Elephant Nature Park: Who let the dogs out . . .

There are 450 dogs at the dog sanctuary at Elephant Nature Park in Chiang Mai, and we had signed up to take care of them for a week.  The dogs have come from a variety of places, although the majority were rescued by ENP following the Bangkok floods in 2011. We  joined eight other short-term volunteers and got straight into work last Sunday.  The focus for our volunteer group was the dogs in the medical clinic, who were there because they were unwell, awaiting surgery, or were otherwise unable to go into a big run with other dogs.  Campbell put his hand up to work in the main clinic area, and I volunteered to take care of the three puppies (although they were really more like teenagers) and one old-timer that called the clinic office home.

My pups

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Jackfruit – My absolute favourite!  An eating machine and a big marshmallow.  Starting to display some racist tendencies, which proved to be a bit awkward when a lovely Asian lady wanted to take him for a walk and we had to pretend that he wasn’t feeling well.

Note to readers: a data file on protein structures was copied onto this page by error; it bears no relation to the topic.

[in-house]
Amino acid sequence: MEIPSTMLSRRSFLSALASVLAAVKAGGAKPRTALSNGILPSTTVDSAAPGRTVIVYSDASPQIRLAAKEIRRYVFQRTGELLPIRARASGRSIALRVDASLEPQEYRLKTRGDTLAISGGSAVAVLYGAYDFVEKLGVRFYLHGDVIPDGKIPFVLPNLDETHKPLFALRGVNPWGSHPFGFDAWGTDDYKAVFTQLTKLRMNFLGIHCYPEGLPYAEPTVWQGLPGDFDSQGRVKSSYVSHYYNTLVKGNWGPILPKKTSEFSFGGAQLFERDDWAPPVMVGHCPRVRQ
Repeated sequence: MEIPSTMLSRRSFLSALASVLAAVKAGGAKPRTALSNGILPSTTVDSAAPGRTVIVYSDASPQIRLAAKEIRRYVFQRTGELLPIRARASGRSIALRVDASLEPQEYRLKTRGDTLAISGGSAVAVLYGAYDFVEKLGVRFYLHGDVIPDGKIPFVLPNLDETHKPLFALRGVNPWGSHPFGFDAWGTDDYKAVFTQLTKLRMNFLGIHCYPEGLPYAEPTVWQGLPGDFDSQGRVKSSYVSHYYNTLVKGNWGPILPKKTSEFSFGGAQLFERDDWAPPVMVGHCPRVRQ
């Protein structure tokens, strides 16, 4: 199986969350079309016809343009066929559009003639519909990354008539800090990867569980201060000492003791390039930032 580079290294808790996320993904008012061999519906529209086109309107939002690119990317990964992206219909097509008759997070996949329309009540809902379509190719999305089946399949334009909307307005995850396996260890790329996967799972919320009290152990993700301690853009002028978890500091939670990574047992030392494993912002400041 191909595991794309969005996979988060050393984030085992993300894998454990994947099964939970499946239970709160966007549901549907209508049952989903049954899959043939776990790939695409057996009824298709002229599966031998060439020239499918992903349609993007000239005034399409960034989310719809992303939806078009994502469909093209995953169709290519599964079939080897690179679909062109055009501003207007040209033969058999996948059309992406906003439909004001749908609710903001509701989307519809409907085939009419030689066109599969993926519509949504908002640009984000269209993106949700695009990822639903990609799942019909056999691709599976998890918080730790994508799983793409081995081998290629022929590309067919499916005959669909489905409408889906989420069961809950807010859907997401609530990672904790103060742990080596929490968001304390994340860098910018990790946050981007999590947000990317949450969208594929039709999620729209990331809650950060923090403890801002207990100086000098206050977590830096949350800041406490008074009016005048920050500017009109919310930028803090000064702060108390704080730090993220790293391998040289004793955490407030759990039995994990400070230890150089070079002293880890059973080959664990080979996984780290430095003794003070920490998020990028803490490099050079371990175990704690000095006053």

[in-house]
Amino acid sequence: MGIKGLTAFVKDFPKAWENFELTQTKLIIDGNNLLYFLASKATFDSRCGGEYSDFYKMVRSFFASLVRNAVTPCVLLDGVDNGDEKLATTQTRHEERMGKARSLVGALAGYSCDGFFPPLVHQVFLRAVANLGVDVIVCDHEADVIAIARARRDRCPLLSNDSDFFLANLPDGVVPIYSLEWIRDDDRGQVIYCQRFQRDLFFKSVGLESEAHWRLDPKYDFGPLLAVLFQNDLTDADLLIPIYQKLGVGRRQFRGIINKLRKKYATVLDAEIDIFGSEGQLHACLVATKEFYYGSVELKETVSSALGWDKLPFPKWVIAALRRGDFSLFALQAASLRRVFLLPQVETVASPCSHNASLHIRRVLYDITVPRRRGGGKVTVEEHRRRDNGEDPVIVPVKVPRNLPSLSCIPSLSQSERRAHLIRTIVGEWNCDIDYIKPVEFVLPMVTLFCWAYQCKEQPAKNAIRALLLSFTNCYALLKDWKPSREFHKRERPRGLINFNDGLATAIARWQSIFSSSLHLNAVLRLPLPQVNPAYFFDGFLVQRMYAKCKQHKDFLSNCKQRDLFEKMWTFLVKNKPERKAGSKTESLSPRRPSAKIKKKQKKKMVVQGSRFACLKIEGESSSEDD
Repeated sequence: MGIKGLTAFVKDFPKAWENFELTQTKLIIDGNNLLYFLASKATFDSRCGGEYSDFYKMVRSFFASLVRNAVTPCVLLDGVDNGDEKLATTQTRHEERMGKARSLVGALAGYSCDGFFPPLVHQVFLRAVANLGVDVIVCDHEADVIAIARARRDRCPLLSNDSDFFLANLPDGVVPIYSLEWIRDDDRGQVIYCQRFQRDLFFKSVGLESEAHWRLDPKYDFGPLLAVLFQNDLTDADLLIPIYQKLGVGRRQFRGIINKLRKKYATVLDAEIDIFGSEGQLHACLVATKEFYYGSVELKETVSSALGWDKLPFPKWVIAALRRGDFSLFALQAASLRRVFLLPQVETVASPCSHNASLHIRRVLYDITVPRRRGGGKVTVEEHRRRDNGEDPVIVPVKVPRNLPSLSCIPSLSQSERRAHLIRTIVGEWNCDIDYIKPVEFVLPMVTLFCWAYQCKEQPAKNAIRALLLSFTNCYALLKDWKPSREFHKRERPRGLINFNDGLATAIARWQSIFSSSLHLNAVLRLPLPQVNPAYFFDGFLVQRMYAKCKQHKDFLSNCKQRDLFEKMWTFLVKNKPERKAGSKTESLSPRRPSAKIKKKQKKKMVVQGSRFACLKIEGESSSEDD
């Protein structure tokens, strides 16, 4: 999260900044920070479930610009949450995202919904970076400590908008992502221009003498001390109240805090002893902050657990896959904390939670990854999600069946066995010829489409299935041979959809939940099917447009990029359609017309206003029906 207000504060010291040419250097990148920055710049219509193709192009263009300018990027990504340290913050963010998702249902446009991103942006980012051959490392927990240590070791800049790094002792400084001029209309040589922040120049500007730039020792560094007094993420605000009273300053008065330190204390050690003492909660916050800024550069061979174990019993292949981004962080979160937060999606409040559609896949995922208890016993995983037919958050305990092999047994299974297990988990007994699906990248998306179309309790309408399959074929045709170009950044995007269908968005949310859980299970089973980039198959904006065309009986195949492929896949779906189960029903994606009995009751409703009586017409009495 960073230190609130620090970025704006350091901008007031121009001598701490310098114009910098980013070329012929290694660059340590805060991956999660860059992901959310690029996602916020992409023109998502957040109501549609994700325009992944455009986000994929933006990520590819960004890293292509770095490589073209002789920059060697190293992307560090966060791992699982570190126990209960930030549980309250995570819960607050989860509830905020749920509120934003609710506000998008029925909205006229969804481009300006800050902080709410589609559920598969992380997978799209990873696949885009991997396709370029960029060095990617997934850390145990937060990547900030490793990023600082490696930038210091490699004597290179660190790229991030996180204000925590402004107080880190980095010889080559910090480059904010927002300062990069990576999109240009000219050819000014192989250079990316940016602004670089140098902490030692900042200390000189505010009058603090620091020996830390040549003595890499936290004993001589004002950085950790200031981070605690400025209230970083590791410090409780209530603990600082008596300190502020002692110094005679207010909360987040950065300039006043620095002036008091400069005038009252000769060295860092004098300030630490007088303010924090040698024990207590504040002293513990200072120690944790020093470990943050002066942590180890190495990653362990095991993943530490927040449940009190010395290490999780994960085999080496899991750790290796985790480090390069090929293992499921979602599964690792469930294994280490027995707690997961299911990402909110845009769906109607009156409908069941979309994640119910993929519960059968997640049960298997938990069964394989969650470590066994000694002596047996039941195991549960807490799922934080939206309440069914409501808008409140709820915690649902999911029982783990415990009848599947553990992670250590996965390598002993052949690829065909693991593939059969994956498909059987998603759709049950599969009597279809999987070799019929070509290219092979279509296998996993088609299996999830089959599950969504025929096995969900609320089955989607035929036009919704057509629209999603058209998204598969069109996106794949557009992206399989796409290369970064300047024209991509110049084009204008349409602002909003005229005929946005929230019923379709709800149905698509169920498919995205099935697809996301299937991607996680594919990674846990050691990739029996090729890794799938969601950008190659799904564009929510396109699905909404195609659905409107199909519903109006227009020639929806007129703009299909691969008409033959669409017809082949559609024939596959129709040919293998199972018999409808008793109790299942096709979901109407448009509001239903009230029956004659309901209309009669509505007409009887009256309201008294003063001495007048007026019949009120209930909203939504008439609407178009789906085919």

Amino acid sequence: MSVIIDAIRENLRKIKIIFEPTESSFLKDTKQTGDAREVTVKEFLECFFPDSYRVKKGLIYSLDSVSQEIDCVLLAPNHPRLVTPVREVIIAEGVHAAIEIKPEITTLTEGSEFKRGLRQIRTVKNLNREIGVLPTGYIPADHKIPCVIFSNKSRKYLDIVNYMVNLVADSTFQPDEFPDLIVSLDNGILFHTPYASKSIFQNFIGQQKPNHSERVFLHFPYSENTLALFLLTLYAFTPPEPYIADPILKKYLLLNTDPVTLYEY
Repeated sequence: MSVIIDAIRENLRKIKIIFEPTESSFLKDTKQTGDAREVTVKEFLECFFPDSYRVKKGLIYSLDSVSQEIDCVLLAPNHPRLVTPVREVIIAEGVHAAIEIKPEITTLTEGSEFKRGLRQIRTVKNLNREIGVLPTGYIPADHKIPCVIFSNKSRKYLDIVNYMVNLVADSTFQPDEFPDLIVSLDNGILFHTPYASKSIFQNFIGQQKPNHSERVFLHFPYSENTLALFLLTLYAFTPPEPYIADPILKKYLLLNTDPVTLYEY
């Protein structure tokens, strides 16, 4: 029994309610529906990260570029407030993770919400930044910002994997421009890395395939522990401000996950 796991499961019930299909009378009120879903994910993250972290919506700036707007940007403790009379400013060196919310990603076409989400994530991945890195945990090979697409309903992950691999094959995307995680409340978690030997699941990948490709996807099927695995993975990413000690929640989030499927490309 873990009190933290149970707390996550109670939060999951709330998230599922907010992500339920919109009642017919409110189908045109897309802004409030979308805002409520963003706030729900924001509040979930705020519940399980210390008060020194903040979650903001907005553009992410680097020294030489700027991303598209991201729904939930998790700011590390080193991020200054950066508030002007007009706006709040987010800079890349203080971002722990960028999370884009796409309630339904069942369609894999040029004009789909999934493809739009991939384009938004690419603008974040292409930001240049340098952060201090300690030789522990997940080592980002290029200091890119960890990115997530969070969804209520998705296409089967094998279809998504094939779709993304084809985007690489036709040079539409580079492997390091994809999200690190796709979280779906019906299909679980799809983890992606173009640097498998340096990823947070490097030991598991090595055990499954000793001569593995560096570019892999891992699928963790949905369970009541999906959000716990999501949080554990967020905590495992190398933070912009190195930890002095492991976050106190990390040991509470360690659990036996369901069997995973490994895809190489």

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Yoda – A beautiful, sassy girl with a hunchback and an underbite.  When she gets adopted it will be ultimate proof that beauty is in the eye of the beholder.  Boss – The furry little critter in the background.  A totally blind, poodle cross, who tolerates the puppies (just)
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Narzie – The baby of the group and the cutest thing ever! A pro at emotional blackmail and giving cuddles that make you forget the massive pile of diarrhoea that she’s just left you to clean up

It was a tough, but incredibly rewarding, week.  We were lucky to be part of a group of great volunteers, who all got stuck in and put in the hard yards.  Our time at ENP has been a highlight of the trip so far, although I suspect it will take a few more days before we feel properly clean again!

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A typical day at ENP went something like this:

6.30 am:  Alarm goes off.  Groan, curse your aching feet, get up, get changed, fight the dogs to get into the toilet, shuffle to the platform for breakfast.

7.00 am:  Make a pig of yourself at breakfast buffet and talk rubbish with the other volunteers.

8.00 am:  Start work at the dog clinic – feeding the dogs, cleaning out enclosures, sweeping and mopping floors, taking dogs for a walk and a toilet run.